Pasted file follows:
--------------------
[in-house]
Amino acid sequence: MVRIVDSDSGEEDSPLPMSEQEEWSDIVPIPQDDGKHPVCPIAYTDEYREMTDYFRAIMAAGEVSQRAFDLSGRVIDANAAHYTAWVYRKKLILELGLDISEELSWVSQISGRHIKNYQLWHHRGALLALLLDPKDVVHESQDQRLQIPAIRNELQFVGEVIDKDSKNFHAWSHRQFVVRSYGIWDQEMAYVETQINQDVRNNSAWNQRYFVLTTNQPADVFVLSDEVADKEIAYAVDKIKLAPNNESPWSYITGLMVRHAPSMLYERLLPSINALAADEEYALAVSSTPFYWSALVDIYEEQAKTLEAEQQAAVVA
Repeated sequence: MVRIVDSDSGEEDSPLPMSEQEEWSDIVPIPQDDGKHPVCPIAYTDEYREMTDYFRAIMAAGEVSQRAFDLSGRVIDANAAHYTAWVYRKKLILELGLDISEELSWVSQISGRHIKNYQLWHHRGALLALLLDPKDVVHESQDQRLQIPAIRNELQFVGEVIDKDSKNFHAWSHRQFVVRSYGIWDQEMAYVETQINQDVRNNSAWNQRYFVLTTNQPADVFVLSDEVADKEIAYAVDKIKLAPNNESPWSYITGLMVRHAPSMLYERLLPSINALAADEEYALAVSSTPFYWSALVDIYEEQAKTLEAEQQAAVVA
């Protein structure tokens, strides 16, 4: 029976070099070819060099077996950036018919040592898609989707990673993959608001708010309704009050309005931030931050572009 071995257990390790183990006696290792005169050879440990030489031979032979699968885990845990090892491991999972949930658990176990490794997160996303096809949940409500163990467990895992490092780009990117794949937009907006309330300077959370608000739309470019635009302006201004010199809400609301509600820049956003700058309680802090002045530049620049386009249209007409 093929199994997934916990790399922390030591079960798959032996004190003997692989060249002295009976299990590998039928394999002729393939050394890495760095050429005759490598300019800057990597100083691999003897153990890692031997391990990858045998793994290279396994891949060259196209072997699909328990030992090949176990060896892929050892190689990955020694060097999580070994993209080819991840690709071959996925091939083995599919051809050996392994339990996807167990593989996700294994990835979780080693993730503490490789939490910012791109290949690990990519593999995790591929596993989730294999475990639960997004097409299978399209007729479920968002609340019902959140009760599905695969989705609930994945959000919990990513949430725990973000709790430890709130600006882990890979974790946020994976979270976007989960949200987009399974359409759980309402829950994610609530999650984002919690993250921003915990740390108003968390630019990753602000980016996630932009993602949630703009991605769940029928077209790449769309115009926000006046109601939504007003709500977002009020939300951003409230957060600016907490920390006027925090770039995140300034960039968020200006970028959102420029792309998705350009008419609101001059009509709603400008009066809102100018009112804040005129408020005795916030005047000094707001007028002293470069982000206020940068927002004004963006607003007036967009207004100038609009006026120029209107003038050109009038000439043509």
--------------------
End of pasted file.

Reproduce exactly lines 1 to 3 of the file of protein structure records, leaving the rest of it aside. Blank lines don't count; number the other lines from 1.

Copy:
[in-house]
Amino acid sequence: MVRIVDSDSGEEDSPLPMSEQEEWSDIVPIPQDDGKHPVCPIAYTDEYREMTDYFRAIMAAGEVSQRAFDLSGRVIDANAAHYTAWVYRKKLILELGLDISEELSWVSQISGRHIKNYQLWHHRGALLALLLDPKDVVHESQDQRLQIPAIRNELQFVGEVIDKDSKNFHAWSHRQFVVRSYGIWDQEMAYVETQINQDVRNNSAWNQRYFVLTTNQPADVFVLSDEVADKEIAYAVDKIKLAPNNESPWSYITGLMVRHAPSMLYERLLPSINALAADEEYALAVSSTPFYWSALVDIYEEQAKTLEAEQQAAVVA
Repeated sequence: MVRIVDSDSGEEDSPLPMSEQEEWSDIVPIPQDDGKHPVCPIAYTDEYREMTDYFRAIMAAGEVSQRAFDLSGRVIDANAAHYTAWVYRKKLILELGLDISEELSWVSQISGRHIKNYQLWHHRGALLALLLDPKDVVHESQDQRLQIPAIRNELQFVGEVIDKDSKNFHAWSHRQFVVRSYGIWDQEMAYVETQINQDVRNNSAWNQRYFVLTTNQPADVFVLSDEVADKEIAYAVDKIKLAPNNESPWSYITGLMVRHAPSMLYERLLPSINALAADEEYALAVSSTPFYWSALVDIYEEQAKTLEAEQQAAVVA